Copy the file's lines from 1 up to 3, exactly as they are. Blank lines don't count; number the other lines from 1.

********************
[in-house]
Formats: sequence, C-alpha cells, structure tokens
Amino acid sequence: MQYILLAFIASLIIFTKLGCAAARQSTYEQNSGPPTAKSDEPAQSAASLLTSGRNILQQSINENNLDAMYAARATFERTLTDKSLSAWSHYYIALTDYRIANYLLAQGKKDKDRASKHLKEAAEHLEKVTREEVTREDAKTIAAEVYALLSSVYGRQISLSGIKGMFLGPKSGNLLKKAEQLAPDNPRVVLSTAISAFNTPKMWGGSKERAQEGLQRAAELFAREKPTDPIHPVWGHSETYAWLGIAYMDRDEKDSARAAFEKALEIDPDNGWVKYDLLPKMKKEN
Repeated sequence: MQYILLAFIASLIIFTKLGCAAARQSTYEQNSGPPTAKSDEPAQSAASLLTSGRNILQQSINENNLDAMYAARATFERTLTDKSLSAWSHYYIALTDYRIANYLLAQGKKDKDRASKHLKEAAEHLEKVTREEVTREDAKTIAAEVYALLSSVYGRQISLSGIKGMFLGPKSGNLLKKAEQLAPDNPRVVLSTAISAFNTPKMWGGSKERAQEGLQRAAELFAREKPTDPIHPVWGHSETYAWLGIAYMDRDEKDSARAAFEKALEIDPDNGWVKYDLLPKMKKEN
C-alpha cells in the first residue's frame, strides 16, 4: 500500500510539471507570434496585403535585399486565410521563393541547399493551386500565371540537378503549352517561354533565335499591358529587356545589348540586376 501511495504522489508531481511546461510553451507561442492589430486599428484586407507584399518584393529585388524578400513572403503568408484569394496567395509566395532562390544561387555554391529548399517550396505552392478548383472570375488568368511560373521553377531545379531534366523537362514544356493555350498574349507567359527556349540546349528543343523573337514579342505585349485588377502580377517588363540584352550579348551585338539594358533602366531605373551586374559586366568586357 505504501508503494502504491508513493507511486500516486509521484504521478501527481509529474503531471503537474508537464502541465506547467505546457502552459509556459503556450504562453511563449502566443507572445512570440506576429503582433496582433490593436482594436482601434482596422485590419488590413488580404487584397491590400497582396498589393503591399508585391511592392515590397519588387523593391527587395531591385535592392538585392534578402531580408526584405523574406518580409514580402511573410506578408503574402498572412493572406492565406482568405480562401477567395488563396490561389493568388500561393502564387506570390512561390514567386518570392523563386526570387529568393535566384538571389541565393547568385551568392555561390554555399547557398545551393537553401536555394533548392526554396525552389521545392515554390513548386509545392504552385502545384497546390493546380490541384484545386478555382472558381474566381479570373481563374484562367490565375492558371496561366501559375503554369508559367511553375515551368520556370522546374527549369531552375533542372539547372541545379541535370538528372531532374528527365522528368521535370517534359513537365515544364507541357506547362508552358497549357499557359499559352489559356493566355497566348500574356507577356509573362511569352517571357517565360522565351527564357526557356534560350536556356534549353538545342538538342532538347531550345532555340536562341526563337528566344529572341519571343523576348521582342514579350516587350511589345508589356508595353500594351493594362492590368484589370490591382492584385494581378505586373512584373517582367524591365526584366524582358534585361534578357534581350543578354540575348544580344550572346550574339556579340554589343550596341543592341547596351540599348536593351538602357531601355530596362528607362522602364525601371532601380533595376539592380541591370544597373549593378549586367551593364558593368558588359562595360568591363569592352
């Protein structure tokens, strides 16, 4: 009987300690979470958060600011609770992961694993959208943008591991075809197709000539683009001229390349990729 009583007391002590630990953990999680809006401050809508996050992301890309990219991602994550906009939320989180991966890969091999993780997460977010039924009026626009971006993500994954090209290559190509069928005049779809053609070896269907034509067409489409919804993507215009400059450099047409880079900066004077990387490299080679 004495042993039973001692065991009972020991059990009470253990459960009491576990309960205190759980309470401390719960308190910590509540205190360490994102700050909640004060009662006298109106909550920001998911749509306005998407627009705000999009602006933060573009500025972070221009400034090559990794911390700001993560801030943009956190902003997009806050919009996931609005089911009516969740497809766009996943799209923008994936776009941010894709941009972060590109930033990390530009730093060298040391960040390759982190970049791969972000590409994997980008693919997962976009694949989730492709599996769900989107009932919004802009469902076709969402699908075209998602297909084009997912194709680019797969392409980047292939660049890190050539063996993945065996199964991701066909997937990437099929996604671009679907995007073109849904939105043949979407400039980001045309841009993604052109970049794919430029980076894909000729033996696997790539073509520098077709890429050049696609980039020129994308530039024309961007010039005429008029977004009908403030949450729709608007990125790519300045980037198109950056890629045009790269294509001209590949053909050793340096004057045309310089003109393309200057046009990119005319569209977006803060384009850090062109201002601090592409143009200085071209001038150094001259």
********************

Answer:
[in-house]
Formats: sequence, C-alpha cells, structure tokens
Amino acid sequence: MQYILLAFIASLIIFTKLGCAAARQSTYEQNSGPPTAKSDEPAQSAASLLTSGRNILQQSINENNLDAMYAARATFERTLTDKSLSAWSHYYIALTDYRIANYLLAQGKKDKDRASKHLKEAAEHLEKVTREEVTREDAKTIAAEVYALLSSVYGRQISLSGIKGMFLGPKSGNLLKKAEQLAPDNPRVVLSTAISAFNTPKMWGGSKERAQEGLQRAAELFAREKPTDPIHPVWGHSETYAWLGIAYMDRDEKDSARAAFEKALEIDPDNGWVKYDLLPKMKKEN